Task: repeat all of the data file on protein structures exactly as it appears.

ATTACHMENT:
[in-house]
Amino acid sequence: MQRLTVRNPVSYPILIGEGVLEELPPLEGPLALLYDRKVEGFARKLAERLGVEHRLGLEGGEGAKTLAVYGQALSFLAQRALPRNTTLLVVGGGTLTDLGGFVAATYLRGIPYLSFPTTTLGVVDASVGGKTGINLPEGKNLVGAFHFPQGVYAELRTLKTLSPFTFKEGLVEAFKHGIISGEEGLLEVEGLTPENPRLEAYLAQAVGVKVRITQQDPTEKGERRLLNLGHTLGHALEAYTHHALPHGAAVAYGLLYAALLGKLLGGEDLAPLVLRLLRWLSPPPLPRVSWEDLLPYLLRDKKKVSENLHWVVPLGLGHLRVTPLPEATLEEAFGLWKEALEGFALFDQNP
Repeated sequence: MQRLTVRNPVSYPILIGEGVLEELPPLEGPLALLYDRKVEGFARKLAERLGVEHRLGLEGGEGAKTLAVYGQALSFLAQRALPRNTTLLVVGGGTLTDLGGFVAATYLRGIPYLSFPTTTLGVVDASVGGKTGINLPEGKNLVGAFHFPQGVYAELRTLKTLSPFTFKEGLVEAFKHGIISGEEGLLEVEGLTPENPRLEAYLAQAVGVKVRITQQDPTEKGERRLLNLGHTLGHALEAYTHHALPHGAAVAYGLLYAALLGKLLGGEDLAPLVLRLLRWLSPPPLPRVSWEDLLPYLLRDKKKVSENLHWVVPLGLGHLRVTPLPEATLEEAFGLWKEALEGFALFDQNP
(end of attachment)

[in-house]
Amino acid sequence: MQRLTVRNPVSYPILIGEGVLEELPPLEGPLALLYDRKVEGFARKLAERLGVEHRLGLEGGEGAKTLAVYGQALSFLAQRALPRNTTLLVVGGGTLTDLGGFVAATYLRGIPYLSFPTTTLGVVDASVGGKTGINLPEGKNLVGAFHFPQGVYAELRTLKTLSPFTFKEGLVEAFKHGIISGEEGLLEVEGLTPENPRLEAYLAQAVGVKVRITQQDPTEKGERRLLNLGHTLGHALEAYTHHALPHGAAVAYGLLYAALLGKLLGGEDLAPLVLRLLRWLSPPPLPRVSWEDLLPYLLRDKKKVSENLHWVVPLGLGHLRVTPLPEATLEEAFGLWKEALEGFALFDQNP
Repeated sequence: MQRLTVRNPVSYPILIGEGVLEELPPLEGPLALLYDRKVEGFARKLAERLGVEHRLGLEGGEGAKTLAVYGQALSFLAQRALPRNTTLLVVGGGTLTDLGGFVAATYLRGIPYLSFPTTTLGVVDASVGGKTGINLPEGKNLVGAFHFPQGVYAELRTLKTLSPFTFKEGLVEAFKHGIISGEEGLLEVEGLTPENPRLEAYLAQAVGVKVRITQQDPTEKGERRLLNLGHTLGHALEAYTHHALPHGAAVAYGLLYAALLGKLLGGEDLAPLVLRLLRWLSPPPLPRVSWEDLLPYLLRDKKKVSENLHWVVPLGLGHLRVTPLPEATLEEAFGLWKEALEGFALFDQNP